I realize there are always ways to justify war, or occupation, or revolution. I also know there are many ways to justify unethical and immoral acts in war. Most of these responses only demonstrate a lack of understanding of the sameness of humanity. I am reminded of the famous statement “when we kill infants we apologize.” These kinds of apologies fall short of stopping the same thing from happening the next morning, though. Another tactic I often hear is dehumanizing the enemy with statements such as “We aren’t as bad as they are,” and “Our soldiers are much more moral.” This is a false argument that falls as fast as the morning star that fell from the heavens. We should not compare our moral standards with our “enemy,” we should compare them with our original ethics! And when we make excuses and empty apologies, we lower our moral standards.
Our morals in Israel-Palestine are quickly becoming a casualty of war. In war, there are many costs: for example, there is the cost of losing your family, your friends, your home, and your peace. But in this article I want to stress one more price of war, the price of losing your values, morals and ethics.
Most nations, including the Palestinians and the Israelis, are very proud of their ethics, history, and religion. It is sad when these nations are willing to throw away their heritage to achieve political gain. In the Palestinian-Israeli conflict, I believe many people have comprised and/or forsaken their morality. They may still speak about it in public addresses, and raise the flag of morality at rallies and speeches. Yet our actions demonstrate our true belief in ethical behavior. We have replaced coexistence, love, humanity, cooperation, dialogue and reconciliation, tolerance and compassion, truth and respect, sameness and forgiveness with justifications for war. In return, war has given us indifference, violence, hatred, revenge, lies and empty rationalizations.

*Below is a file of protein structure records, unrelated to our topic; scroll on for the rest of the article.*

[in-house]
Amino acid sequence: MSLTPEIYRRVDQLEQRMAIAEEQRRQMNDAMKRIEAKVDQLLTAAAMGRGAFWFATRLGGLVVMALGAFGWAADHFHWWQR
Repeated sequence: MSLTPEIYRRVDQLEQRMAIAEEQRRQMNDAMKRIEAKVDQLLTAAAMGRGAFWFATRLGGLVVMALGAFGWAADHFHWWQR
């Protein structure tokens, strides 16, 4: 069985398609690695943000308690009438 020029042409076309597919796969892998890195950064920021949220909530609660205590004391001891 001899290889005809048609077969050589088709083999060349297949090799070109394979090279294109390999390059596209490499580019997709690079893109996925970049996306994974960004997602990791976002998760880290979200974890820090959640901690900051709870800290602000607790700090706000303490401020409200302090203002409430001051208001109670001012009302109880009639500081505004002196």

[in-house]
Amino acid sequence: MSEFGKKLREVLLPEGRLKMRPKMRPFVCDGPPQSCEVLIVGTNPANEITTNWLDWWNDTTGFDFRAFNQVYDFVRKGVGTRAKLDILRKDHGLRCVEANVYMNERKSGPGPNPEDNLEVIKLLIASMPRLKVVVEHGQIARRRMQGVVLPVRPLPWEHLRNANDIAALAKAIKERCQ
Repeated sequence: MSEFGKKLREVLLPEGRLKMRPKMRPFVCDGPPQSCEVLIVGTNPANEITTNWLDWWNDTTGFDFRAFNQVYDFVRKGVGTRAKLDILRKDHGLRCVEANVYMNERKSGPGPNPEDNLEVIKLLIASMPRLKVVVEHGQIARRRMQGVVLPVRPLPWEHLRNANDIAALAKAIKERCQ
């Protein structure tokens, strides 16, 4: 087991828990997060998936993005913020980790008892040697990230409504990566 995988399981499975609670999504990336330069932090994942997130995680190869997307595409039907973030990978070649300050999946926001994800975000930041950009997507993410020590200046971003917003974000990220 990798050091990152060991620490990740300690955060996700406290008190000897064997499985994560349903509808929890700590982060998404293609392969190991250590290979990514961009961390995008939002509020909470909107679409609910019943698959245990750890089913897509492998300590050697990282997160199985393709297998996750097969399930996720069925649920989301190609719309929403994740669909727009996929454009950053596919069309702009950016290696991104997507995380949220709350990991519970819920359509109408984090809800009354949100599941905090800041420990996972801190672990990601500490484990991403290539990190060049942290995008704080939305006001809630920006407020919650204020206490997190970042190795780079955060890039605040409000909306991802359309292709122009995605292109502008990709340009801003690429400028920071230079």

Over time, I have seen the goals in this conflict change for many people. At one time, maybe the Israeli-Palestinian conflict was about security, freedom and stability. But now, it is a bitter conflict that dwells in the hearts. Now, it is a consuming hatred that darkens everything and veils all hope of peace. It is a wall of ignorance and pride. It is a dehumanization of the people behind the wall. And it is a desire to kill and hurt without being hindered by guilt.
For those who still believe in ethics and morality in Israel-Palestine, we are at hard crossroads. The restoration of hope and morality to a lost people will take intense work and perseverance of heart and mind. However, the alternative is bleak. We need to stop fighting one another, and fight against the true causes of this war: the reasons why a Palestinian teenager decides to blow himself up, and the reasons why a Jewish 18-year-old mans a checkpoint instead of a desk at school.